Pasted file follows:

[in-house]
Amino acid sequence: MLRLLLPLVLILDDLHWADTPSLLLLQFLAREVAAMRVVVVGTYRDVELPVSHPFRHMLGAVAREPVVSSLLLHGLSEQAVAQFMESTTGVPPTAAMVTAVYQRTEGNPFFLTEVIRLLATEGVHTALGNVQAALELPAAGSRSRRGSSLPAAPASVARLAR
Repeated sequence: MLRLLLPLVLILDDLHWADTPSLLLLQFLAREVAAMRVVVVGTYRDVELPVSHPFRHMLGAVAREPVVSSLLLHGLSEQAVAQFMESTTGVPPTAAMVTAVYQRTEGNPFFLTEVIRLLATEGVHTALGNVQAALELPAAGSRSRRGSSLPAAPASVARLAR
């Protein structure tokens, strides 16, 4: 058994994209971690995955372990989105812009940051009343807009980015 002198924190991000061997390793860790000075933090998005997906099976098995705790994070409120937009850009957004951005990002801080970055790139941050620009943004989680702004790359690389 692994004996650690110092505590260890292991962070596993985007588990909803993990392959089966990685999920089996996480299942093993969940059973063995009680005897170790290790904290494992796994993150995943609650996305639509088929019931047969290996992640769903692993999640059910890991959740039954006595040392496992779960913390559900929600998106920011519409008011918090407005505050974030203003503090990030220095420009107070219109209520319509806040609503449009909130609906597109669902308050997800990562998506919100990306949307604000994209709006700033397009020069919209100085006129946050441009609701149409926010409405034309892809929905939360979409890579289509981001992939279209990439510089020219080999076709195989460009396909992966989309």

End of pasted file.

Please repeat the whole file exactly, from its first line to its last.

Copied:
[in-house]
Amino acid sequence: MLRLLLPLVLILDDLHWADTPSLLLLQFLAREVAAMRVVVVGTYRDVELPVSHPFRHMLGAVAREPVVSSLLLHGLSEQAVAQFMESTTGVPPTAAMVTAVYQRTEGNPFFLTEVIRLLATEGVHTALGNVQAALELPAAGSRSRRGSSLPAAPASVARLAR
Repeated sequence: MLRLLLPLVLILDDLHWADTPSLLLLQFLAREVAAMRVVVVGTYRDVELPVSHPFRHMLGAVAREPVVSSLLLHGLSEQAVAQFMESTTGVPPTAAMVTAVYQRTEGNPFFLTEVIRLLATEGVHTALGNVQAALELPAAGSRSRRGSSLPAAPASVARLAR
């Protein structure tokens, strides 16, 4: 058994994209971690995955372990989105812009940051009343807009980015 002198924190991000061997390793860790000075933090998005997906099976098995705790994070409120937009850009957004951005990002801080970055790139941050620009943004989680702004790359690389 692994004996650690110092505590260890292991962070596993985007588990909803993990392959089966990685999920089996996480299942093993969940059973063995009680005897170790290790904290494992796994993150995943609650996305639509088929019931047969290996992640769903692993999640059910890991959740039954006595040392496992779960913390559900929600998106920011519409008011918090407005505050974030203003503090990030220095420009107070219109209520319509806040609503449009909130609906597109669902308050997800990562998506919100990306949307604000994209709006700033397009020069919209100085006129946050441009609701149409926010409405034309892809929905939360979409890579289509981001992939279209990439510089020219080999076709195989460009396909992966989309």